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Any decent japanese noodly places in the vicinity of Flatiron/Union square?

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So I'm sitting at my desk, eating a very depressing bowl of Annie Chun's noodle soup from Trader Joe's (I'm too busy to get a real meal right now.) I mainly think it sucks, but what it HAS done besides depress me a bit is put me in the mood for some really good miso soup with thick noodles. I know there's been a bit of a noodle rennaisance in NYC lately but I haven't really kept up with it. Is there anywhere good to get a nice miso soup in the area of Flatiron or Union Square? If not there, where in Manhattan are they serving the good stuff these days? I know about the places on 47th near Times Square.

Thanks!

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  1. If you can bare the mind-numbing 3 hour wait at Ippudo...they are definitely one of the best ramen places around. There's Sategaya but i've never been

    2 Replies
    1. re: kelea

      Over the course of the last year or two I've been to all of the Setagayas. I haven't made a survey of which one is the best, but they're all good. Ippudo is probably The One, but you'll have to wait. The wait at Setagaya won't be too long.

      1. re: kelea

        I aggree Ippudo is the best choice by far ramen and great pork buns!!!

      2. Rei Rei Ken is my go to ramen joint in the east village. Not mind blowing but consistently soild. 11th btwn 1st and 2nd. I like it better than Momofuku noodle bar.

        1 Reply
        1. re: MVNYC

          Rai Rai Ken is on 10th between 1st and 2nd.

        2. Terakawa Ramen on Lex, just south of 23rd is the closest authentic Japanese ramen place to Flatiron. Here is link from previous discussion- http://chowhound.chow.com/topics/624253 . I think you mean miso ramen, not miso soup.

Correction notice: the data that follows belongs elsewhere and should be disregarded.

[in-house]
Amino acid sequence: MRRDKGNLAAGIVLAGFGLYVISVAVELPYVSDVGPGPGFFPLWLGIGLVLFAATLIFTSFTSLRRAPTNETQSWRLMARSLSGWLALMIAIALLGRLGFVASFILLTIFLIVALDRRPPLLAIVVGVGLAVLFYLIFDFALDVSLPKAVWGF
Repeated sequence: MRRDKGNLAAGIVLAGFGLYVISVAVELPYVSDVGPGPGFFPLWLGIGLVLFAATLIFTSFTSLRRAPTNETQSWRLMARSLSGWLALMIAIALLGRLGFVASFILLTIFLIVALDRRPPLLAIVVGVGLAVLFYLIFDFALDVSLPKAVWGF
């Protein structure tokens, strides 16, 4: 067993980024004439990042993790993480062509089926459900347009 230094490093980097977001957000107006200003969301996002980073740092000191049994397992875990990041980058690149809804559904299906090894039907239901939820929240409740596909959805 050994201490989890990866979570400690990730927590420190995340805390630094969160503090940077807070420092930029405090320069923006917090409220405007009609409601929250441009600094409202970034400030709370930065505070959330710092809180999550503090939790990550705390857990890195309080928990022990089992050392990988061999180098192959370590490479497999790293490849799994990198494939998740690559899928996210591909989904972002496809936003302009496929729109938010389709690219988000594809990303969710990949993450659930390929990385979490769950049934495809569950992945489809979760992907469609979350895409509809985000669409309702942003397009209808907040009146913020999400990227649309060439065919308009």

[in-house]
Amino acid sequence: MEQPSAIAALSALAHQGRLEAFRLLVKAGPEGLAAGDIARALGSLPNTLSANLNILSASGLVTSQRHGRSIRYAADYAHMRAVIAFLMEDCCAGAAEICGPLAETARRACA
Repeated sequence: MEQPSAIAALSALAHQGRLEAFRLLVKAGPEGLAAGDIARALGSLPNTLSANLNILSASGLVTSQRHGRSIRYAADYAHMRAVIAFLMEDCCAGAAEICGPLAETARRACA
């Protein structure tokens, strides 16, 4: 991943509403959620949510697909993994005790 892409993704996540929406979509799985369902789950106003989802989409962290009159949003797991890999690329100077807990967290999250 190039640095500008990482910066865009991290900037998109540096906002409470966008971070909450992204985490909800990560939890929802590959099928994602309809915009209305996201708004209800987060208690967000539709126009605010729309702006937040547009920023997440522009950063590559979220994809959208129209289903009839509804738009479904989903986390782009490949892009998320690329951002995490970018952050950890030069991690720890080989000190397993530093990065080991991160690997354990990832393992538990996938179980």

1. As kelea indicates, Ippudo is the place to go near Union Square. The wait can make it all not worth it, but it's usually not too bad if you hit it early enough (30 minutes at 6:15 the last time I was there).

            In upper Midtown, Men Kui Tei on 55th and Menchanko Tei on 56th are my standbys.

            That said, if you want the _really_ good stuff, and are willing to pay for it, I've heard nothing but good things about Matsugen.

            1. I've been to Setegaya on St. Mark's Place and find the place welcoming with a solid selection of noodle soups. But there is another noodle spot on University Place ,north side of the street around 12th street, that is just as good. It may even be another Setegaya. Two community tables which you sit at with high stools- just as good as the first and near you too.

              18 Replies
              1. re: pammi

                The 12th St location is another Setagaya, I've tried that one and didn't like it much. I walk to Ippudo for lunch during the week sometimes and there's usually no wait. Sobaya on 9th is also good during lunch time, no wait.

                1. re: lanadai

                  is there a menu online anywhere for setagaya?

                  1. re: emma

                    I just went to Ippudo for the first time and it was awesome. The noodles are more al dente and thinner than what you'll find in tokyo (I spent 3 months there). But it's fantastic, and a little bit of a nouveau twist on ramen. Rather than trying to imitate Japanese ramen, Ippudo has taken it to a new level. The broth is refreshing and not oily at all. The pork on the top is juicy, flavorful, but not fatty. It may be one of the best ramens I've ever had. I would strongly recommend it over Ssam or Momofuku, which are both waaaay overrated in my opinion...